Forman applied the Page 69 Test to her new novel, Leave Me, and reported the following:
This test is uncanny. I’ve done it for several of my books and it always lands on a significant page but maybe never more so than in Leave Me.Learn more about the book and author at Gayle Forman's website.
Page 69 is short, three brief paragraphs. Maribeth Klein is a busy, overextended working mother, trying to juggle her job as a magazine editor, her demanding four-year-old twins, with minimal help from her well-meaning but hapless husband. She’s so busy that when she begins having chest pains and nausea, she refuses to believe it’s a heart attack. (Who has time for that?) But it is, and the diagnosis eventually leads to emergency bypass surgery.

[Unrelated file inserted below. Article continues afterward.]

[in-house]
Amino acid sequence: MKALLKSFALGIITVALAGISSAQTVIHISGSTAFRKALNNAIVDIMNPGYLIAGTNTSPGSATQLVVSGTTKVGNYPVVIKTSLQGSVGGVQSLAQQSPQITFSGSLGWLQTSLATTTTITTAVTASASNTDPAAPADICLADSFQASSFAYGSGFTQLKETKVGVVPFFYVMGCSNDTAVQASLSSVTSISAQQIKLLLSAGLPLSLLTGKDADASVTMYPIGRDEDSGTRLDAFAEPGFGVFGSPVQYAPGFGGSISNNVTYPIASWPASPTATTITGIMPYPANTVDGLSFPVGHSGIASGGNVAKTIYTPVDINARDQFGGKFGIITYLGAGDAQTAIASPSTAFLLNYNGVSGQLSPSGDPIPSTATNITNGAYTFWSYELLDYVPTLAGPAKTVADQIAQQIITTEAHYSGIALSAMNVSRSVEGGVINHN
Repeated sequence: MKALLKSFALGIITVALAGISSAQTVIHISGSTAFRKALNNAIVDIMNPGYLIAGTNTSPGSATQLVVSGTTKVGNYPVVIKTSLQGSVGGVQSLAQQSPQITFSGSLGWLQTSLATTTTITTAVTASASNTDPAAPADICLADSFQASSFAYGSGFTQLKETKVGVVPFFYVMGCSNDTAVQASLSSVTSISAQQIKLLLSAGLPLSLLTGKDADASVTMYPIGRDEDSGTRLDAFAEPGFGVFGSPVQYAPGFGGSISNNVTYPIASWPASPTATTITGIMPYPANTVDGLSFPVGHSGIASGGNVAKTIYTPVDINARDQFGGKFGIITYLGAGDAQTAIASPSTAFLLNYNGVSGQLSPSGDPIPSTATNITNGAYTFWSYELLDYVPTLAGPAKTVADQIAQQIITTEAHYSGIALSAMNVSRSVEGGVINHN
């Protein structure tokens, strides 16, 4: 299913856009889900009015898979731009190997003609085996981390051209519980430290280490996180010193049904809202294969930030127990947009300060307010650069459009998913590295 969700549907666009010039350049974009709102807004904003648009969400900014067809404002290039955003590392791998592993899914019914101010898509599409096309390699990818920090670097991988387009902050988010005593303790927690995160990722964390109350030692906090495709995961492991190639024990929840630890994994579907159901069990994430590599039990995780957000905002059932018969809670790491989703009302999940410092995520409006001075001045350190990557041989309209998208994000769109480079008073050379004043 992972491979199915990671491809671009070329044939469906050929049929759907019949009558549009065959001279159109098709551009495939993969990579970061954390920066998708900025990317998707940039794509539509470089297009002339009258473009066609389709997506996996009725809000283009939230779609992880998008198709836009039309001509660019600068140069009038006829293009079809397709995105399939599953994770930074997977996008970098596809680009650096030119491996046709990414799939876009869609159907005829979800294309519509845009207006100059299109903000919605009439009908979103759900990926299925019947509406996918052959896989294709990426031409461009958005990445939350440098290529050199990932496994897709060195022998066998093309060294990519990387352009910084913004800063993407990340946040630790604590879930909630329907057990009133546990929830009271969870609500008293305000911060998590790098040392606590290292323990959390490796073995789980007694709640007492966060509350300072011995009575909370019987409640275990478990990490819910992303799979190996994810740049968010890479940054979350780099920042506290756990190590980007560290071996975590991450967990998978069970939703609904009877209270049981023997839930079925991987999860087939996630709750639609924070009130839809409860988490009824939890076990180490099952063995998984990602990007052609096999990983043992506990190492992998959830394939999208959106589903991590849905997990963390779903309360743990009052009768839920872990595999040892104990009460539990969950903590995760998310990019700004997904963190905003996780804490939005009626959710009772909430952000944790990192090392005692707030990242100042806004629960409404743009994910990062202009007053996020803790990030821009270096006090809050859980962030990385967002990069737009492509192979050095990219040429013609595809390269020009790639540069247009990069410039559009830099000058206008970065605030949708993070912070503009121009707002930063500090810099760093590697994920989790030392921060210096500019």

Coming home from the hospital to recover, Maribeth discovers that the people around her are so used to leaning on her that she cannot lean on them. The refrigerator is empty. The taxes go unpaid. The kids come home from school with lice. Tired and depleted, Maribeth struggles to keep the balls in the air.
But she can’t. A few weeks after her surgery, she feels herself deteriorating, healing backwards, leading her to fear not just for her life, but for what would become of her four-year-old twins if something were to happen to her. In a panic, she calls in a sympathetic visiting nurse named Luca for an exam. Though Maribeth’s heart rate and EKG check out fine, Luca commiserates with her patient’s predicament—she tells Maribeth that a common fantasy among women is a hospital stay because it’s a guilt-free vacation. On page 69, Luca tells Maribeth: “If you want to get better, really better, well, you’re going to have to do that for yourself.”
This turns out to be pivotal for what comes next. Because on the next page, Maribeth takes that advice to heart. She packs a bag and runs away.
The Page 69 Test: If I Stay.
The Page 69 Test: Where She Went.